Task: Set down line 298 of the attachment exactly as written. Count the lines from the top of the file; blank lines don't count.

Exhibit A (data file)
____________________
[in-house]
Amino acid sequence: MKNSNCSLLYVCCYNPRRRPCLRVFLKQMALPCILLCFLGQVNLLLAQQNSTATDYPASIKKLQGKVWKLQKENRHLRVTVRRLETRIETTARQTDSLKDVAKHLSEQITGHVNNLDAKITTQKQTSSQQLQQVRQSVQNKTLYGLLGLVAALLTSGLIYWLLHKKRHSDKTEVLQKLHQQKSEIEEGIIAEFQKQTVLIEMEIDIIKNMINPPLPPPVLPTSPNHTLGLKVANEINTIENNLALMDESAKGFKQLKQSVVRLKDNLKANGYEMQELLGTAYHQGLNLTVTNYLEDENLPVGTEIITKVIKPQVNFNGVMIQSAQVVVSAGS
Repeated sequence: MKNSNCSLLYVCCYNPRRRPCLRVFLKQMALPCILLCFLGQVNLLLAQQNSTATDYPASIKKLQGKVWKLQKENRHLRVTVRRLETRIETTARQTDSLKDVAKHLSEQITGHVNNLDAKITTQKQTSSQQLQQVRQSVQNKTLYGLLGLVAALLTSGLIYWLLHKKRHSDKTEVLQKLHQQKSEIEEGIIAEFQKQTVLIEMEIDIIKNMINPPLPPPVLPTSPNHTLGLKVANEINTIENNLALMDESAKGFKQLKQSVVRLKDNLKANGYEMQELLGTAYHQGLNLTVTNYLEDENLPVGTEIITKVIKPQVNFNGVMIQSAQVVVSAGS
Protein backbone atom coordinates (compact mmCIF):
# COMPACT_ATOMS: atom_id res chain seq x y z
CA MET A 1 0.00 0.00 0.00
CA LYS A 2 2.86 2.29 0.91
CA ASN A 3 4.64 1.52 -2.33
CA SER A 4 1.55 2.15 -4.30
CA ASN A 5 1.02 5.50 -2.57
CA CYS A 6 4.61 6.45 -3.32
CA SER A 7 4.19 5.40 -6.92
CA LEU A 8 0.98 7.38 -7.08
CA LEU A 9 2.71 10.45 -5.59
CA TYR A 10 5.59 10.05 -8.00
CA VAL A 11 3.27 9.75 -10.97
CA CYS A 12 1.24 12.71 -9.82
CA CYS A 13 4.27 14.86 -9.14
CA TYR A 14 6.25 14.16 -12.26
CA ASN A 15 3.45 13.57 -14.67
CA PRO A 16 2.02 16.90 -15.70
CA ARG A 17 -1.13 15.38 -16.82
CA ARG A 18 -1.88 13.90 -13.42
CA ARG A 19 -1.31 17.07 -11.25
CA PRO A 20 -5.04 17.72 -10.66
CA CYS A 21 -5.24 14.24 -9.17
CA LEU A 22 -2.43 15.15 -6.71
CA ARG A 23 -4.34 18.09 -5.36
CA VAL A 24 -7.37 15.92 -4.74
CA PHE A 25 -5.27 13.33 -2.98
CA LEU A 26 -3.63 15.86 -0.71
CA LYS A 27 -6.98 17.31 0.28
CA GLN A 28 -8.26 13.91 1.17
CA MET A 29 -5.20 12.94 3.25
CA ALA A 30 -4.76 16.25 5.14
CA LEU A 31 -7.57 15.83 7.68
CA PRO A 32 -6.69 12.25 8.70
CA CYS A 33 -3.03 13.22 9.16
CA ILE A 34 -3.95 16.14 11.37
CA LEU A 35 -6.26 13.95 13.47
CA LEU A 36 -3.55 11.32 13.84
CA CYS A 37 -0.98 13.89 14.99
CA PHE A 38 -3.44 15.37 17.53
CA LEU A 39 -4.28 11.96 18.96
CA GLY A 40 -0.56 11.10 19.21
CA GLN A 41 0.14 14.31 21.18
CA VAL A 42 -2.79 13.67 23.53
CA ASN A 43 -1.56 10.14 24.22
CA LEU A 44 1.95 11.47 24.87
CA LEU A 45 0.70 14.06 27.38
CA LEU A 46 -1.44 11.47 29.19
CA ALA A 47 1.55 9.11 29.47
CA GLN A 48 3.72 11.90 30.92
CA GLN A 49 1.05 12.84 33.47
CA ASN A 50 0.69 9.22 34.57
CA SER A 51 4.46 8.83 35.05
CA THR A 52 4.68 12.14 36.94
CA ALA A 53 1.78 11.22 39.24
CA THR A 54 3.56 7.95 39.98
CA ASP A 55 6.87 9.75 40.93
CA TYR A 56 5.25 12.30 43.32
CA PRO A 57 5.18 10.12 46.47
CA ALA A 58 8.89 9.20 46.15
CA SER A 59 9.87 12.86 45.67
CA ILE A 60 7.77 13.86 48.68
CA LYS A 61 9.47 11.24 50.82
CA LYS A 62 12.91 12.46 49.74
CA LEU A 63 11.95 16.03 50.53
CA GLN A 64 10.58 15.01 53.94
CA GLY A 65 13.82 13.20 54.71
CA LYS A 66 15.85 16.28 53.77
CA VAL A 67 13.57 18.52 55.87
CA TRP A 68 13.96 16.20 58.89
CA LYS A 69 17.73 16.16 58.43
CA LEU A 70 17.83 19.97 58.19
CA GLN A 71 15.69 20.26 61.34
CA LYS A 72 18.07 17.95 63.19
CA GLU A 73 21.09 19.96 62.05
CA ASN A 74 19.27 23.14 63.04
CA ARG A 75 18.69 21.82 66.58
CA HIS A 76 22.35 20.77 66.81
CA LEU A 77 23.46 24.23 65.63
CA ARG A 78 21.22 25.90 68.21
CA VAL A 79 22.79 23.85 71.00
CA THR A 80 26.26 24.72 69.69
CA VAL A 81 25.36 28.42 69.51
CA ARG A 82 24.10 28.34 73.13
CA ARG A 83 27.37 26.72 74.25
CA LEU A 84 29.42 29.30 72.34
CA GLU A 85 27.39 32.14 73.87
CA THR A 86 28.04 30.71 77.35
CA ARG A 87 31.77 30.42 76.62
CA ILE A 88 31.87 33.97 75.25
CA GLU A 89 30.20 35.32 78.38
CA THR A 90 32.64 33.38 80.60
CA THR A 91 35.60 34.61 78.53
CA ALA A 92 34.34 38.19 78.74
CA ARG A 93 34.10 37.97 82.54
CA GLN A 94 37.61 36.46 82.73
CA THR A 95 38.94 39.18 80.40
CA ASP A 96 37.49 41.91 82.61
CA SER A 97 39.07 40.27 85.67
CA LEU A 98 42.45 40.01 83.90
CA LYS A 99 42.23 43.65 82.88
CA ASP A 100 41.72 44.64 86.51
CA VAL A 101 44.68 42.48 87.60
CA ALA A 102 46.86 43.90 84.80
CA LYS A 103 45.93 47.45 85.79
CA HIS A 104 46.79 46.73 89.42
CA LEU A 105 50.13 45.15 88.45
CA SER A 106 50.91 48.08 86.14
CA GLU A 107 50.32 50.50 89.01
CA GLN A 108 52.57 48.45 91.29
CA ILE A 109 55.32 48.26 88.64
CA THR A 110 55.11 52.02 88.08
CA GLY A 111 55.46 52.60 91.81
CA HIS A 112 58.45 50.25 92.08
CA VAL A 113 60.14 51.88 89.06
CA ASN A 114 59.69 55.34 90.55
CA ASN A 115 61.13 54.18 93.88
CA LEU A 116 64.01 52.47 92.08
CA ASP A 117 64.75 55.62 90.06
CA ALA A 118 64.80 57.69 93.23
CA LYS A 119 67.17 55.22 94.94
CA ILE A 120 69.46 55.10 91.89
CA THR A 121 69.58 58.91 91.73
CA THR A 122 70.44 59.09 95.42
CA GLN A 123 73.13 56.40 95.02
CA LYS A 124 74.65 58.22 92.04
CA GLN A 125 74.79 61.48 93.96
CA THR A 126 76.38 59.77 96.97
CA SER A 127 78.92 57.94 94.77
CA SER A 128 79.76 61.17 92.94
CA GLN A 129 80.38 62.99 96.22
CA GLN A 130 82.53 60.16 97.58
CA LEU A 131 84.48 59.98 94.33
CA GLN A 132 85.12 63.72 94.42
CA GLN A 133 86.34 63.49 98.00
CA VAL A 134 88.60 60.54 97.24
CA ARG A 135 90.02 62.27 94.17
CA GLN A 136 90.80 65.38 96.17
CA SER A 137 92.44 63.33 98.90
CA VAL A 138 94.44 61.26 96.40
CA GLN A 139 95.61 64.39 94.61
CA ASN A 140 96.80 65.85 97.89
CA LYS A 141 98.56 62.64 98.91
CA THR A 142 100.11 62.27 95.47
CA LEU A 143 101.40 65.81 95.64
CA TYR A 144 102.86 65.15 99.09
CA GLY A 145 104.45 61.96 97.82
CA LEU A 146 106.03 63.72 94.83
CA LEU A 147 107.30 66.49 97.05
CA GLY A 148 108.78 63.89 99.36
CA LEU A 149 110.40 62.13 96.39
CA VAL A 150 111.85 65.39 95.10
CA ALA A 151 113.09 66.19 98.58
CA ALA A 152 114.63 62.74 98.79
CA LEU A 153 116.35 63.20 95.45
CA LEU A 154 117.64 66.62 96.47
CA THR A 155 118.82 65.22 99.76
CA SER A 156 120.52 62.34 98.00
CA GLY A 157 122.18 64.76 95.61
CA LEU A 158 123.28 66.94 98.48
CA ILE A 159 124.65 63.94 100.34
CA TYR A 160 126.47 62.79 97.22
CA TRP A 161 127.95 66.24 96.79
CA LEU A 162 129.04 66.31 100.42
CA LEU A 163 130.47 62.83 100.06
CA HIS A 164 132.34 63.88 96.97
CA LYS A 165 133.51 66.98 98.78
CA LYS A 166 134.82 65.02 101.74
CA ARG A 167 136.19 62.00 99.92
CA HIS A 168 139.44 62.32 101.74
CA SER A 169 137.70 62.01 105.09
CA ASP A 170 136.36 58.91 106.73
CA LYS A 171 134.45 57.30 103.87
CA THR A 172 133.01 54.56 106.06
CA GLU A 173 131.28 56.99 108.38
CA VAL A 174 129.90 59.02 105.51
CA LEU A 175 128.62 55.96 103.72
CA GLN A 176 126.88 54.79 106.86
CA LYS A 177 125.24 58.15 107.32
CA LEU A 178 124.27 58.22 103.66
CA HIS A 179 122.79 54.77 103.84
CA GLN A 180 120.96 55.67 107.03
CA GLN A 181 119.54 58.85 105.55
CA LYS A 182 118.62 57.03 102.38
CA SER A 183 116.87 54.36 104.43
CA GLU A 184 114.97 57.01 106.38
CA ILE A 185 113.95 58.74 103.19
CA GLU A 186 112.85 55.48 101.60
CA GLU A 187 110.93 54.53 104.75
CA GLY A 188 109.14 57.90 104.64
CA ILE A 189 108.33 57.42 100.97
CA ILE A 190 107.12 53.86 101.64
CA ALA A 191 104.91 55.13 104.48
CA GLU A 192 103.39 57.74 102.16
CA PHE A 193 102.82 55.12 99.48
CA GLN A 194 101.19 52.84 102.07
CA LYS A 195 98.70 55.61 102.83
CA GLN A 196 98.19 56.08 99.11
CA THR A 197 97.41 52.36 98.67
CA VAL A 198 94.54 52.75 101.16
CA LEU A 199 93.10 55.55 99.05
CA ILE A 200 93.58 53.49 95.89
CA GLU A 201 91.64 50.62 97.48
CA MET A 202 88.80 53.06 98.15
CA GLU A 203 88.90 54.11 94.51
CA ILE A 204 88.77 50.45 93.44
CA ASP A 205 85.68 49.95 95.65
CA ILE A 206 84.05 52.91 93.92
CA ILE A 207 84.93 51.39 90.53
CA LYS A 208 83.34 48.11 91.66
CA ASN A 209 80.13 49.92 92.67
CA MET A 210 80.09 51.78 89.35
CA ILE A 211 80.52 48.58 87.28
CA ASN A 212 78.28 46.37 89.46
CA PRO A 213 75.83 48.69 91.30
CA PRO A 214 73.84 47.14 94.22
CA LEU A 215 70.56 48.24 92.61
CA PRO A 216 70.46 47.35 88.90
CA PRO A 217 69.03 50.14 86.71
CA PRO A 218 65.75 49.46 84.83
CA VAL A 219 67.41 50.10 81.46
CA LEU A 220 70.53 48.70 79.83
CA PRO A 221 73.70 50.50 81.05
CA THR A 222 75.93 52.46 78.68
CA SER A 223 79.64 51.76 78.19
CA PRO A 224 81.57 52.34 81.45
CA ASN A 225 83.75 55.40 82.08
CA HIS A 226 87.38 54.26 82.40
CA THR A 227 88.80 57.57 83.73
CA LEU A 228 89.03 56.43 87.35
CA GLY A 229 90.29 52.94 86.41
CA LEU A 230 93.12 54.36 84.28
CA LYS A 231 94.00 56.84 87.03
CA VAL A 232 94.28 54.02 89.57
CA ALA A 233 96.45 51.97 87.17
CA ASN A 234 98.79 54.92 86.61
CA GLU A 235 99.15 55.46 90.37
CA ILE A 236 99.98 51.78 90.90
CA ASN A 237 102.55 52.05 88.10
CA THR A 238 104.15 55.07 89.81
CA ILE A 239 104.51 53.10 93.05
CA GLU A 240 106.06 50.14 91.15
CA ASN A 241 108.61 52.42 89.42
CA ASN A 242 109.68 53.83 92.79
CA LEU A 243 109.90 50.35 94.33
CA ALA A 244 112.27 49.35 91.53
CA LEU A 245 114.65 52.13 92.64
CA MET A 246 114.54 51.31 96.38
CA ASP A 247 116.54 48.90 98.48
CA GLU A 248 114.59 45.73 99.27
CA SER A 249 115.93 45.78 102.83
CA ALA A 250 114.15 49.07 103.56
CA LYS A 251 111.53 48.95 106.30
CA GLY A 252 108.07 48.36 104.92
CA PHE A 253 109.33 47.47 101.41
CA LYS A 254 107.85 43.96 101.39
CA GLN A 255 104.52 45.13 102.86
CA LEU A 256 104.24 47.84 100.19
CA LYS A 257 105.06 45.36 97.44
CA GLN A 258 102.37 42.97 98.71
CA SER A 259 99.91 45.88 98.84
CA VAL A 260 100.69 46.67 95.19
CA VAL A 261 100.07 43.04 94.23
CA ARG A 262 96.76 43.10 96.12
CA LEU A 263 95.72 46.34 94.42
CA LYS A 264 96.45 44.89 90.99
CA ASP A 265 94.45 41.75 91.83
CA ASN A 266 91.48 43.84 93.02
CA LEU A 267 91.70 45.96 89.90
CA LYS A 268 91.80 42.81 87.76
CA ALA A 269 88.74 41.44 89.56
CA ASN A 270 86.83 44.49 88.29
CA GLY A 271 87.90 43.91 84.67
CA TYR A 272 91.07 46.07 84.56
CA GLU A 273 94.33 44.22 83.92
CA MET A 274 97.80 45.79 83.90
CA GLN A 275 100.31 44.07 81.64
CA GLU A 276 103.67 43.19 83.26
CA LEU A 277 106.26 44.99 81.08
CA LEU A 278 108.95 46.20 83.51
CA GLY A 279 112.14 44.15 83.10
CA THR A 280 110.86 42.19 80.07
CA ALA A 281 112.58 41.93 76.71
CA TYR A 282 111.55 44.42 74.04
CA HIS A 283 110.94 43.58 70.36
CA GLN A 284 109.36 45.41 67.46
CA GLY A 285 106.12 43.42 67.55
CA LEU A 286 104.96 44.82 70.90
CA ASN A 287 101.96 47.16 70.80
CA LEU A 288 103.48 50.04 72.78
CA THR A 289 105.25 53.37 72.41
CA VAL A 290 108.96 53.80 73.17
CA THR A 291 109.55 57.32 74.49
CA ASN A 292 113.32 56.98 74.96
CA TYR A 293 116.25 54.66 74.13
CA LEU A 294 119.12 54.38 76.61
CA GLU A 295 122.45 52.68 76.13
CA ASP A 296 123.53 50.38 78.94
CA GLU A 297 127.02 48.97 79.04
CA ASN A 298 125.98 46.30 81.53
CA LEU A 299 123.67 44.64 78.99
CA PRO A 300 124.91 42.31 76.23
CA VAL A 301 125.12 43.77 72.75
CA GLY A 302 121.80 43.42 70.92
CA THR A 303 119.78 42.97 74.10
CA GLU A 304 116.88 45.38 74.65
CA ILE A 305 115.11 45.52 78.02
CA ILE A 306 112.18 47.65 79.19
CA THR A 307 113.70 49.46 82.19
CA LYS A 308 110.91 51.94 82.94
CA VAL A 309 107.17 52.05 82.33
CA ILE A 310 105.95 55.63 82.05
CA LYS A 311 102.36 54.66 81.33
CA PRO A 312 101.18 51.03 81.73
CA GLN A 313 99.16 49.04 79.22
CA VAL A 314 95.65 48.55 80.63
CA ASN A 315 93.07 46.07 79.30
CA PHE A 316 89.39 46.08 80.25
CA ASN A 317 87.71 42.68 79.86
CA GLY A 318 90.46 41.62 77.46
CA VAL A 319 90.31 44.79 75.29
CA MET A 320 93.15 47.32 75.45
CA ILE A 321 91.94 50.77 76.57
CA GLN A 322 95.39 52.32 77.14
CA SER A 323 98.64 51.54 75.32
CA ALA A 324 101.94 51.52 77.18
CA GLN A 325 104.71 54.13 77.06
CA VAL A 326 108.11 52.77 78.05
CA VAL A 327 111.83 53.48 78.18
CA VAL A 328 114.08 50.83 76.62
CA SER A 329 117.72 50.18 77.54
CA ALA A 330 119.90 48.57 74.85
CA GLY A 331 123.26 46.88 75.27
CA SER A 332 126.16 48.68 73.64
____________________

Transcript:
CA TYR A 293 116.25 54.66 74.13